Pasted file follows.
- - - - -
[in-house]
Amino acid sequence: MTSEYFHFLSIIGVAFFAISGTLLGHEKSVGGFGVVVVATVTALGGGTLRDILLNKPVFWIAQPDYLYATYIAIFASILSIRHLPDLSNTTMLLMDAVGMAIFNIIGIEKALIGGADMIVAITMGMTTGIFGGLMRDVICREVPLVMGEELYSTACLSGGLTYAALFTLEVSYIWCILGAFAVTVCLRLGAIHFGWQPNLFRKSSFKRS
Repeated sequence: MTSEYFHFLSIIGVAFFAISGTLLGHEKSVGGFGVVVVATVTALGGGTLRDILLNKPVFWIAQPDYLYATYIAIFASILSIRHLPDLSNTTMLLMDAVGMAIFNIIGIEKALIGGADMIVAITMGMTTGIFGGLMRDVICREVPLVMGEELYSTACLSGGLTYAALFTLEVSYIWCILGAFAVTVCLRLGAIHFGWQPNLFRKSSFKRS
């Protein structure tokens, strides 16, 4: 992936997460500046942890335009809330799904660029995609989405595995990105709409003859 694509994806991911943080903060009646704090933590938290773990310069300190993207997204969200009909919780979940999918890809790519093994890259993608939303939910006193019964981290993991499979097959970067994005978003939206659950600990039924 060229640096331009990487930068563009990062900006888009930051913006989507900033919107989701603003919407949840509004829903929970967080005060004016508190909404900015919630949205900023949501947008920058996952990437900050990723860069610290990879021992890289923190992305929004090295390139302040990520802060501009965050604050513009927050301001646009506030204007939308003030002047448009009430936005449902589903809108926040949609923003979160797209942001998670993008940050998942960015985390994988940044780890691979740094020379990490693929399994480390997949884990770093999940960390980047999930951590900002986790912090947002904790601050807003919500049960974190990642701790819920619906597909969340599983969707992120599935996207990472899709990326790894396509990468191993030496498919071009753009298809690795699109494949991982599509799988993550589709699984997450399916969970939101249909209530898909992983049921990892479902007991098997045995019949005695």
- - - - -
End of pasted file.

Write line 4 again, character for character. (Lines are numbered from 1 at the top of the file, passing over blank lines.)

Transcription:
């Protein structure tokens, strides 16, 4: 992936997460500046942890335009809330799904660029995609989405595995990105709409003859 694509994806991911943080903060009646704090933590938290773990310069300190993207997204969200009909919780979940999918890809790519093994890259993608939303939910006193019964981290993991499979097959970067994005978003939206659950600990039924 060229640096331009990487930068563009990062900006888009930051913006989507900033919107989701603003919407949840509004829903929970967080005060004016508190909404900015919630949205900023949501947008920058996952990437900050990723860069610290990879021992890289923190992305929004090295390139302040990520802060501009965050604050513009927050301001646009506030204007939308003030002047448009009430936005449902589903809108926040949609923003979160797209942001998670993008940050998942960015985390994988940044780890691979740094020379990490693929399994480390997949884990770093999940960390980047999930951590900002986790912090947002904790601050807003919500049960974190990642701790819920619906597909969340599983969707992120599935996207990472899709990326790894396509990468191993030496498919071009753009298809690795699109494949991982599509799988993550589709699984997450399916969970939101249909209530898909992983049921990892479902007991098997045995019949005695």